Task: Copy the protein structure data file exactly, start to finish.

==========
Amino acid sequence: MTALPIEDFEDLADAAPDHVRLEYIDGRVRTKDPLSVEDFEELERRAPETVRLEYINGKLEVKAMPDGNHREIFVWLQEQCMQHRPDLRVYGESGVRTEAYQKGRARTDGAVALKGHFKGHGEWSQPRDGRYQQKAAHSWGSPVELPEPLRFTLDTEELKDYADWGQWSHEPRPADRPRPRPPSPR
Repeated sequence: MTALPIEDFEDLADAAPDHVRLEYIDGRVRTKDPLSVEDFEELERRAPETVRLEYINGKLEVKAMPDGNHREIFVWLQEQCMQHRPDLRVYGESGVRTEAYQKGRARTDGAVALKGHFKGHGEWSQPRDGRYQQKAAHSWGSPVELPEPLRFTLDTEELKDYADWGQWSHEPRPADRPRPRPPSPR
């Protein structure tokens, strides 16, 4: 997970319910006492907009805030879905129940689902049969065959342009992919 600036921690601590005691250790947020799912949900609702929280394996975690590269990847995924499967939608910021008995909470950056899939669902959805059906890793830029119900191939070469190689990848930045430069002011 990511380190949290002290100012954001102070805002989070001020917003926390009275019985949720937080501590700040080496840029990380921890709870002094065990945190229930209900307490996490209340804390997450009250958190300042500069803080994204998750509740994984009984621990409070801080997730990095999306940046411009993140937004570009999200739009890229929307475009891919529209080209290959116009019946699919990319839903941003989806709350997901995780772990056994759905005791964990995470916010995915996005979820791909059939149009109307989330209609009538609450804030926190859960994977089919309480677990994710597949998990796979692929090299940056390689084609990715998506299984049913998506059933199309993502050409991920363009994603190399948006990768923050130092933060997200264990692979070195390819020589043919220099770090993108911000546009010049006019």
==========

Amino acid sequence: MTALPIEDFEDLADAAPDHVRLEYIDGRVRTKDPLSVEDFEELERRAPETVRLEYINGKLEVKAMPDGNHREIFVWLQEQCMQHRPDLRVYGESGVRTEAYQKGRARTDGAVALKGHFKGHGEWSQPRDGRYQQKAAHSWGSPVELPEPLRFTLDTEELKDYADWGQWSHEPRPADRPRPRPPSPR
Repeated sequence: MTALPIEDFEDLADAAPDHVRLEYIDGRVRTKDPLSVEDFEELERRAPETVRLEYINGKLEVKAMPDGNHREIFVWLQEQCMQHRPDLRVYGESGVRTEAYQKGRARTDGAVALKGHFKGHGEWSQPRDGRYQQKAAHSWGSPVELPEPLRFTLDTEELKDYADWGQWSHEPRPADRPRPRPPSPR
């Protein structure tokens, strides 16, 4: 997970319910006492907009805030879905129940689902049969065959342009992919 600036921690601590005691250790947020799912949900609702929280394996975690590269990847995924499967939608910021008995909470950056899939669902959805059906890793830029119900191939070469190689990848930045430069002011 990511380190949290002290100012954001102070805002989070001020917003926390009275019985949720937080501590700040080496840029990380921890709870002094065990945190229930209900307490996490209340804390997450009250958190300042500069803080994204998750509740994984009984621990409070801080997730990095999306940046411009993140937004570009999200739009890229929307475009891919529209080209290959116009019946699919990319839903941003989806709350997901995780772990056994759905005791964990995470916010995915996005979820791909059939149009109307989330209609009538609450804030926190859960994977089919309480677990994710597949998990796979692929090299940056390689084609990715998506299984049913998506059933199309993502050409991920363009994603190399948006990768923050130092933060997200264990692979070195390819020589043919220099770090993108911000546009010049006019």